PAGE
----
FLAUBERT'S PARROT

Sly, quite witty, and very smart: an elegant meditation on the precincts of Art and Life, embodied in that great polar-bear of these two antipodes—Flaubert. English critic and novelist Barnes (Metroland) gives over the narration of this playful but quite serious literary investigation to a fictional retired doctor, Geoffrey Braithwait, an amateur Flaubert scholar whose wife (sporadically unfaithful to him in the past) has recently committed suicide. (This murmurous subtext flickers like a compass point beneath all the discussion of Flaubert's bachelorhood and misanthropy.) Braithwait is a dazzling, easy-going, discriminating guide—whether tracking down the stuffed parrot Flaubert kept on his desk or giving poor maligned Louise Colet (F.'s mistress) a rebuttal opportunity, whether discussing friends. . . or the place of trains in Flaubert's life. As criticism of criticism, too, the novel is deliciously sane and supple, especially when skewering critics from Sartre to Enid Starkie—who complained that the color of Emma Bovary's eyes changes on different pages of the novel. ("Eyes of brown, eyes of blue. Does it matter? Not, does it matter if the writer contradicts himself; but does it matter what colour they are anyway? I feel sorry for novelists when they have to mention women's eyes: there's so little choice, and whatever colouring is decided on inevitably carries banal implications. Her eyes are blue: innocence and honesty. Her eyes are black: passion and depth. Her eyes are green: wildness and jealousy. Her eyes are brown: reliability and common sense. Her eyes are violet: the novel is by Raymond Chandler.") And Braithwait's tangential dictates against fashion in fiction will delight anyone who knows the territory: "A quota system is to be introduced on fiction set in South America. The intention is to curb the spread of package-tour baroque and heavy irony. Ah, the propinquity of cheap life and expensive principles, of religion and banditry, of surprising honor and random cruelty." Indeed, Braithwait/Barnes is continuously entertaining and telling—as he acidly dismisses some of the many stupid "accepted ideas" about Flaubert, as he drily satirizes literary obtuseness in its assorted flavors. So—for connoisseurs of Flaubert or of fiction generally: an economical, balanced, gliding defense of the artist and his art—cast in an oddly undefinable form that's very special but never precious.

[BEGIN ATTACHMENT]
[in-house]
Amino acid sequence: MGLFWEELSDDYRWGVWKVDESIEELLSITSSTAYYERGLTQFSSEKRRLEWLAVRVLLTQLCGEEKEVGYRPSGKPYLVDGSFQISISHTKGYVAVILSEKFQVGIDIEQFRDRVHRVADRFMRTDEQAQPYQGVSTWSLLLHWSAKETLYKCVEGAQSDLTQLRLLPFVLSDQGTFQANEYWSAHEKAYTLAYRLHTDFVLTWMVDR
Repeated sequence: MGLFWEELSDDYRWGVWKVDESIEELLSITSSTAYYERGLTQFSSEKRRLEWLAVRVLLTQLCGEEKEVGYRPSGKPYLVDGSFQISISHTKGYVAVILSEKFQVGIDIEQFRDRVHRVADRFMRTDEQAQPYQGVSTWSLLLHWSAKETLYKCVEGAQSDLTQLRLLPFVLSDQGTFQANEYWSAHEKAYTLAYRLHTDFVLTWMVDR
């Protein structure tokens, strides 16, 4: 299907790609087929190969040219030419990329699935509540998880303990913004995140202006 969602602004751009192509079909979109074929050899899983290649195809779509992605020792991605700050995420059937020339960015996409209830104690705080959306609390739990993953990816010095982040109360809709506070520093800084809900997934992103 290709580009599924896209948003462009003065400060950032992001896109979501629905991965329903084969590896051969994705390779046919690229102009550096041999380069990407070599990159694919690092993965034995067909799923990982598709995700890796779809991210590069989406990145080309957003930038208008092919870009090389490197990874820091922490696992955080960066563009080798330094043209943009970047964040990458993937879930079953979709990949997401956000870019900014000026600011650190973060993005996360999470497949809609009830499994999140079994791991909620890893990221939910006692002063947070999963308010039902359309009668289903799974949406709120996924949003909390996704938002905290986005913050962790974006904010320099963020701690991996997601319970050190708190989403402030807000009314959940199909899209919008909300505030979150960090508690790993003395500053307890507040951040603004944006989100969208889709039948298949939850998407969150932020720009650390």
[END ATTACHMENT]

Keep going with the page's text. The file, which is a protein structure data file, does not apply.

Pub Date: March 8, 1984

ISBN: 0679731369

Page Count: 215

Publisher: Knopf

Review Posted Online: Oct. 19, 2011

Kirkus Reviews Issue: Feb. 15, 1984

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Despite some distractions, there’s an irresistible charm to Owens’ first foray into nature-infused romantic fiction.

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WHERE THE CRAWDADS SING

A wild child’s isolated, dirt-poor upbringing in a Southern coastal wilderness fails to shield her from heartbreak or an accusation of murder.